Southern Winter Storm Update
This is one complicated forecast, but as I always do, I’m going to give this my best shot. I still stand by what I said last night when I said that weather forecasters or meteorologists shouldn’t be changing their forecasts based on one model run of the NAM. Even though later model guidance started to point towards a more northern track, it’s just not wise to jump the gun that quickly. This is a very complex storm that is highly dependent on the track this system ends up taking. While I understand that latest model guidance has trended north, I’m still not convinced, and I still don’t want places like Atlanta or Birmingham to let their guard down just yet.
Stop focusing on forecast models and let’s see what’s actually going on:
I’ve already detailed this several times on the site and on social media, and I’ll detail it once again. There is a piece of energy that is going to move from Baja California and merge with a northern piece of energy that’s going to get absorbed into the bigger trough that will be digging south. This forecast gets complicated for several reasons. First, it’s important where exactly these two pieces of energy phase together. Also, you have to consider that forecast models don’t do too great of a job handling cold air masses swinging down from the north and digging southward.
It really comes down to one thing: where this surface low pressure system tracks. The reason this becomes important is because if the low moves too far to the north, areas further south would only get rain due to warmer air being pulled up from the Gulf of Mexico. To be honest, I thought that the biggest “bust potential” would be this system getting suppressed too far to the south, limiting moisture farther north. There is about a 1040 mb high pressure system to the north pushing south and east, so I really don’t see how this system could go that much farther north. Like I said, given the mid and upper level trough that will be digging south, I’m just still skeptical of a more northern track, but in meteorology, you quickly learn to never say never.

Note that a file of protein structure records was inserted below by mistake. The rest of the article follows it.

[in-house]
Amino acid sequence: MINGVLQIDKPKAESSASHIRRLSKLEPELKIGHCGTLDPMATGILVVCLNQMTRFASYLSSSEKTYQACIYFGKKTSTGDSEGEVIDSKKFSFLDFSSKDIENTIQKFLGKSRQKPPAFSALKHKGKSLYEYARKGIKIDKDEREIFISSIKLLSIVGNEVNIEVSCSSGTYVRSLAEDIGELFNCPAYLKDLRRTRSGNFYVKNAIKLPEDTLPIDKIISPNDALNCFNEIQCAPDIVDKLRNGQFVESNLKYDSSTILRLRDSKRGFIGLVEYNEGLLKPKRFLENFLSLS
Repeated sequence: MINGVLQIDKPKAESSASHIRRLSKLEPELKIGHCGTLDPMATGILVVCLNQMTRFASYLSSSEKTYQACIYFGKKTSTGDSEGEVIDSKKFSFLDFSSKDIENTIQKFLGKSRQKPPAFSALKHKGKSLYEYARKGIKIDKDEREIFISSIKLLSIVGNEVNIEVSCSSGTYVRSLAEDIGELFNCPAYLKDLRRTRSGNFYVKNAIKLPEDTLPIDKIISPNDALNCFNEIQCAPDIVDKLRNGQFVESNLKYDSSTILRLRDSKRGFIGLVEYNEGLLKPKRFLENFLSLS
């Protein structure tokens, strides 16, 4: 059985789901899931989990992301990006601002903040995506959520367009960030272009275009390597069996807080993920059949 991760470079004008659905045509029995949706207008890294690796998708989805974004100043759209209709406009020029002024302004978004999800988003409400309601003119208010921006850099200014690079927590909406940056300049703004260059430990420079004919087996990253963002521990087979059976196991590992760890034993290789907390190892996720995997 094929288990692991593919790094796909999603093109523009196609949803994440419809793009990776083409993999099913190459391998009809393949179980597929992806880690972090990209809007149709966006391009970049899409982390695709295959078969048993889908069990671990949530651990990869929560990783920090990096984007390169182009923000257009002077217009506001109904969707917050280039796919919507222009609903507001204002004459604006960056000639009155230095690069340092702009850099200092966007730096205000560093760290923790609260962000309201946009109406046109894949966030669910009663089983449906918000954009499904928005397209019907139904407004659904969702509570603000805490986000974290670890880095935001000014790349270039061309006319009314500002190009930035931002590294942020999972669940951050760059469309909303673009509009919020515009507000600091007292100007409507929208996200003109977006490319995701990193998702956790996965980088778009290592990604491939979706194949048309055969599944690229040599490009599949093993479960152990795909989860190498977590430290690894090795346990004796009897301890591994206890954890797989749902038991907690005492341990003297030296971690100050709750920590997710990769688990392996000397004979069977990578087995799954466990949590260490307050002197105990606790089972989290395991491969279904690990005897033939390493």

Who gets what?
Precipitation is already developing over Texas and will continue to develop and spread north and eastward tonight. This will initially be an ice and snow event from eastern Oklahoma, much of Arkansas, and the southern half of Missouri. The system will continue to move eastward on Monday, spreading the moisture over the Southeast and Tennessee Valley. Again, it’s all coming down to the track, and because of the latest trends, winter storm warnings have been extended over all of Tennessee and Kentucky and southern portions of Illinois, Indiana, Ohio, and eastward into parts of West Virginia and Virginia. A lot of these regions could get very heavy snowfall, while some of the southern regions in this zone could get ice also.
Assuming that the more northern track does occur, we’re looking at a nasty ice storm over northern portions of Mississippi, Alabama, Georgia. It could particularly be bad for Upstate SC (around I-85 and northward) and into much of North Carolina, due to very cold air ridging down the east side of the mountains. Snow may eventually extend well into Virginia. This will take place Monday going into Tuesday for these regions, from west to east.
What I am trying to prevent is another situation that occurred January 2014, where people were stranded on the roads in Birmingham and Atlanta, in addition to other locations. Making a bad call on a particular winter storm can cost lives. We all know that is no exaggeration. I hope that I made it clear that I am not completely convinced that this storm won’t jog farther south, which would include places like Atlanta and Birmingham and areas along that line in this nasty ice storm threat. Regions from central Mississippi, Alabama, Georgia, and South Carolina need to keep their guards up, just to be safe.
Again, it’s time to stop focusing on models and start observing what’s taking place. Call me a skeptic or whatever of the models, but I try to use the knowledge that I have gained over the years, combined with the tools that I have available. At least if I do totally miss a forecast for a particular area, you won’t ever have to hear me blaming forecast models for my mistake.
Better Safe Than Sorry:
I always say that it’s better to be prepared than to be caught off guard. I will continue to keep you updated through Facebook and will provide updates every few hours.